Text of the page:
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In the Face of GOP’s Anti-Immigrant Assault, Latino Voters Standing Up, Fighting Back, and Engaging Politically

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Lynn Tramonte: “Every Attack On Immigrant Families Sends A Clear Message To Latino Voters About The Priorities Of The Republican Party”

Washington, DC – In Congress, the courts, the 2016 campaign trail, and states such as North Carolina, the Republican Party is engaged in a relentless assault on immigrants.  Yet in the face of the Republicans’ attacks, immigrants and their allies are standing up, fighting back, and engaging politically in a fashion that threatens the GOP’s short-term political success and long-term political viability.

In North Carolina yesterday, Republican Gov. Pat McCrory signed into a law a virulently anti-immigrant bill that will tarnish the state’s reputation.  Capturing the NC law’s potential effects on one family, Huffington Post’s Elise Foley highlights the story of Xochitl Hernandez, an undocumented resident of Raleigh, NC with two U.S.-citizen children with special needs who worries that “the law will make it difficult for her to do things like picking up her kids from school early if the school won’t accept her foreign-issued identification.” (For more information on the North Carolina bill, read this summary from America’s Voice and the editorial in the Charlotte Observer opposing this legislation).

After Gov. McCrory’s signature yesterday signed the law into effect, The Rev. William J. Barber II, President of the North Carolina State Conference of the NAACP, and Flavia Jiménez, the Advancement Project Senior Attorney and Director of Immigrant Justice, issued a joint statement that put the state’s new law into a future context with decided political overtones: “It’s a shameful law for North Carolina. Still, this is not a race – it’s a marathon.  Immigrant families and our allies will use this as a rallying cry for organizing and political engagement.  At the end of the day, our families will unite with those of goodwill and continue to seek and win justice.  We will not be deterred.”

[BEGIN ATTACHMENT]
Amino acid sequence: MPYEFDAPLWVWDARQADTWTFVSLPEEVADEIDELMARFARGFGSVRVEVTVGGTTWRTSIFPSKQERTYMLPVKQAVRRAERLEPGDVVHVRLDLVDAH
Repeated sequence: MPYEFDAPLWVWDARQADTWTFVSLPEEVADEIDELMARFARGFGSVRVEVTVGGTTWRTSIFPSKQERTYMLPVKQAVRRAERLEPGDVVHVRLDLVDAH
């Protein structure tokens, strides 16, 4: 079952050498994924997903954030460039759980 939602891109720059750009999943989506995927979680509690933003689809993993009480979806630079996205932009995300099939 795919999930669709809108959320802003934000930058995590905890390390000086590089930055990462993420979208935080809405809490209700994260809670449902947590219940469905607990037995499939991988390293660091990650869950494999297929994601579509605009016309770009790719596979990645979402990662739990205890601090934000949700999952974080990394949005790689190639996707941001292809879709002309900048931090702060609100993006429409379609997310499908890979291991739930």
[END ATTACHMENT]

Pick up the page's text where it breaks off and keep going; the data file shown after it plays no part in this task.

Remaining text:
North Carolina’s embrace of anti-immigrant policies further defines the Republican Party as hostile and unwelcoming to immigrants to Latino voters and others with a personal stake in the immigration debate.  The state and local anti-immigrant push extends well beyond North Carolina.  Witness that some counties in Texas are refusing to issue birth certificates to American-born babies of undocumented immigrants, in a clear violation of the birthright citizenship clause of the U.S. Constitution.  Of course, the GOP’s anti-immigrant brand image is most visibly being defined each day by Donald Trump and the ongoing battle over immigration in the Republican primary.  The GOP’s anti-immigrant wave is not falling on deaf ears.  Instead, Latino voters are engaged and angry – and prepared to exert their clout at the 2016 ballot box.  As Adrian Carrasquillo of Buzzfeed recently reported, “Spanish-language television giants Univision and Telemundo have given GOP presidential candidate Donald Trump more coverage than all of the other major [English language] broadcast networks combined.”

Ahead of the last night’s GOP presidential debate at the University of Colorado, Boulder, thousands of Latino leaders and immigration reform supporters gathered to launch “My Country, My Vote,” an unprecedented 12-month voter registration campaign to mobilize Colorado’s Latino, immigrant, and allied voters.  As Federico Peña, one of the leaders behind My Country, My Vote and a former Mayor of Denver and U.S. Secretary of Energy and Transportation, noted: “We are going to harness the anger and encourage people to register to vote.”

The question remains why the Republican Party remains insistent on its anti-immigrant direction, given that it flies in the face of the Party’s political incentives to make inroads with Latino voters, is unpopular among the general electorate, and divides Republican voters.  A range of Latino polls, including a new AP/Gfk poll, underscores that the GOP is building a wall between the Party and Latino voters and hurting its chances of reaching the Latino vote threshold of 42% – 47% the Party will need to win the popular vote in the 2016 general election.  Meanwhile, a newly-released New York Times/CBS News pollcaptures that a strong majority of the American people, including registered Republican voters, support policies allowing undocumented immigrants to “stay here” via citizenship or legalization measures – notions at odds with the dominant, deportation-focused message coming from the Republican Party.

According to Lynn Tramonte, Deputy Director of America’s Voice, “Every attack on immigrant families sends a clear message to Latino voters and others who care about the immigration debate: that the Republican Party, both nationally and in potential 2016 battleground states such as Colorado and North Carolina, does not care about you and the loved ones you represent at the polls.  But the community is standing up and fighting back.  We will prove at the ballot box once again that the Republican Party’s message of exclusion is a political loser.  The question is when Republicans will finally get the message?”